A U.S. Part 91 corporate flight department flying a Gulfstream G450 could pay nearly $35,000 annually to comply with the European Union Emission Trading Scheme (EU-ETS), according to a preliminary report released exclusively to AIN by UK-based EU-ETS consultants SustainAvia. This cost estimate assumes 15 long-haul (New York City to UK) round-trip flights per year; a carbon credit (also referred to as European Union Allowances, or EUAs) price of €25 ($32); free 27 allotted EUAs; and emissions monitoring, reporting and verification (MRV) charges of $5,628 for aircraft assigned to the UK registrar for EU-ETS compliance. Costs would be similar for aircraft assigned to other European countries, with lower MRV charges in countries, such as France, offset by the need to buy more EUAs due to longer distances flown from the U.S., according to the report.
SustainAvia also asked 132 business jet operators to evaluate the administrative burden of EU-ETS. Not surprisingly, 80 percent of all respondents said the administrative burden is either high or very high. “This may serve as an indicator that total costs of emissions trading are far higher than costs related to the purchase of carbon credits alone,” the report’s authors said.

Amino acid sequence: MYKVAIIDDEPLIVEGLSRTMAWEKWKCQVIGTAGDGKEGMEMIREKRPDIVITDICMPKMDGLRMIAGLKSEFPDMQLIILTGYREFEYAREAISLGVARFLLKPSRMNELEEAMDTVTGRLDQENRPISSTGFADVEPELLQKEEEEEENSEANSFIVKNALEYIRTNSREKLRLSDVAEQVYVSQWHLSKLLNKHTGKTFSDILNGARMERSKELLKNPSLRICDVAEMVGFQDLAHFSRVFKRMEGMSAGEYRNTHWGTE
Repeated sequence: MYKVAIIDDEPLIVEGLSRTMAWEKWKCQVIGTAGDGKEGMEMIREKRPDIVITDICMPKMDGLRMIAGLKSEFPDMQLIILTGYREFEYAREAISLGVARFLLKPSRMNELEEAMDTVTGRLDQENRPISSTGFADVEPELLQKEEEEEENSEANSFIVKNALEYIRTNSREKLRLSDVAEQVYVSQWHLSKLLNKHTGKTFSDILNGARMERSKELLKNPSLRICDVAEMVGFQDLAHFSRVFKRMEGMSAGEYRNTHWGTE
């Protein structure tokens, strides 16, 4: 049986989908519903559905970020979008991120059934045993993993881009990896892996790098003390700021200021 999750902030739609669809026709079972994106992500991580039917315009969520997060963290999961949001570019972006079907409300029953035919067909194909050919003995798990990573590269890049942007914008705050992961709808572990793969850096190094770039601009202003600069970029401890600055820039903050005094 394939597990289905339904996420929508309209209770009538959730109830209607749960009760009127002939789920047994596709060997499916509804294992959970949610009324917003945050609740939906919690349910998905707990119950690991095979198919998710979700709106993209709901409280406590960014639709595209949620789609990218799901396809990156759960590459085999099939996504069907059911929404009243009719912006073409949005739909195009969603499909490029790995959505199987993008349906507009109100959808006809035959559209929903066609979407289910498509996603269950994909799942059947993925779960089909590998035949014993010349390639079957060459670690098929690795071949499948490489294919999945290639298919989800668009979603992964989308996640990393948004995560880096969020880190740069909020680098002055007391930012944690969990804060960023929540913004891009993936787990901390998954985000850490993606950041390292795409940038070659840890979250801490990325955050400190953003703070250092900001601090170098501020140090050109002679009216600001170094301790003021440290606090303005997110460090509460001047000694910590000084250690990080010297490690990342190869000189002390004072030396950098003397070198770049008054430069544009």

Commenting on the preliminary report, NBAA senior vice president for operations Steve Brown said, “NBAA has aggressively opposed the EU’s Emissions Trading Scheme, and we have worked with U.S. government officials and other industry groups to stop the program, because we know it is not just unlawful, but unwise for a host of reasons. This report speaks to just one of our concerns–the program’s cost–pointing out that EU-ETS will come at significant added costs to our industry, which is particularly troublesome, given that the revenue generated through the program won’t be applied to initiatives to strengthen aviation.”